"Yes, and all my half guinea besides."

"Yet you think her silly, and you are not fond of her at all; and you say you know this thing will be of no use to her."

"But it is her birthday, sir; and I am sure she will EXPECT something, and everybody else will give her something."

"Then your reason for giving is because she expects you to give her something. And will you, or can you, or should you, always give, merely because others EXPECT, or because somebody else gives?"

"Always?--no, not always."

"Oh, only on birthdays."

Rosamond, laughing: "Now you are making a joke of me, papa, I see; but I thought you liked that people should be generous,--my godmother said that she did."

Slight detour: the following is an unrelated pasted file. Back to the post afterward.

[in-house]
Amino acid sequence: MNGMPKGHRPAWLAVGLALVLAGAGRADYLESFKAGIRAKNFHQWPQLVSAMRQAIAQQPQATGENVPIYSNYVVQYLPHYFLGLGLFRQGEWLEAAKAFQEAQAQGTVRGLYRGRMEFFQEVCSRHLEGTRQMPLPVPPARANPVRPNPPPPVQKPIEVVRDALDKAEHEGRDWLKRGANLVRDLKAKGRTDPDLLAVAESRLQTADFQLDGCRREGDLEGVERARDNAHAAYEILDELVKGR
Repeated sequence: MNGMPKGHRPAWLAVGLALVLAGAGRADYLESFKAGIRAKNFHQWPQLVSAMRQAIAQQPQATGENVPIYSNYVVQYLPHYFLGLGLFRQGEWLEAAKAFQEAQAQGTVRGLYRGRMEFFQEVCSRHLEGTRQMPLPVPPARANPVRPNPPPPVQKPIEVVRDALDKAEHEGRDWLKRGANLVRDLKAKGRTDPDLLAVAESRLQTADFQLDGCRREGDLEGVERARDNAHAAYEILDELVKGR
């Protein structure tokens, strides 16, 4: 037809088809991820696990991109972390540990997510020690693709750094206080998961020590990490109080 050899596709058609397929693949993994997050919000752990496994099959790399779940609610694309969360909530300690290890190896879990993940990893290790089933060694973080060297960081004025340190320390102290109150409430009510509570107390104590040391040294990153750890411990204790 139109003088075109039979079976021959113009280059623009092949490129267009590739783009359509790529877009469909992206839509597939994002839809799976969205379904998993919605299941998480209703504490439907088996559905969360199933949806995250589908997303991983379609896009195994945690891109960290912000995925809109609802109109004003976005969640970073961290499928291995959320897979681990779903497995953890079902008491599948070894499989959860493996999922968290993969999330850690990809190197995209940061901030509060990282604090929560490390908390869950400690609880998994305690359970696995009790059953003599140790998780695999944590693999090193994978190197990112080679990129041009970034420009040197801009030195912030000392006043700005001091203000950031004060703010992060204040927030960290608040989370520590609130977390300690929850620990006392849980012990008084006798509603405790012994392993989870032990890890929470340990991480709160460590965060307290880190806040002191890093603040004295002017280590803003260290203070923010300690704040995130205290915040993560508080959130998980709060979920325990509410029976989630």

"So do I, full as well as your godmother; but we have not yet quite settled what it is to be generous."

"Why is it not generous to make presents?" said Rosamond.

"That is the question which it would take up a great deal of time to answer. But, for instance, to make a present of a thing that you know can be of no use to a person you neither love nor esteem, because it is her birthday, and because everybody gives her something, and because she expects something, and because your godmother says she likes that people should be generous, seems to me, my dear Rosamond, to be, since I must say it, rather more like folly than generosity."

Rosamond looked down upon the basket, and was silent. "Then I am a fool, am I?" said she looking up at last.

"Because you have made ONE mistake? No. If you have sense enough to see your own mistakes, and can afterwards avoid them, you will never be a fool."

Here the carriage stopped, and Rosamond recollected that the basket was uncovered.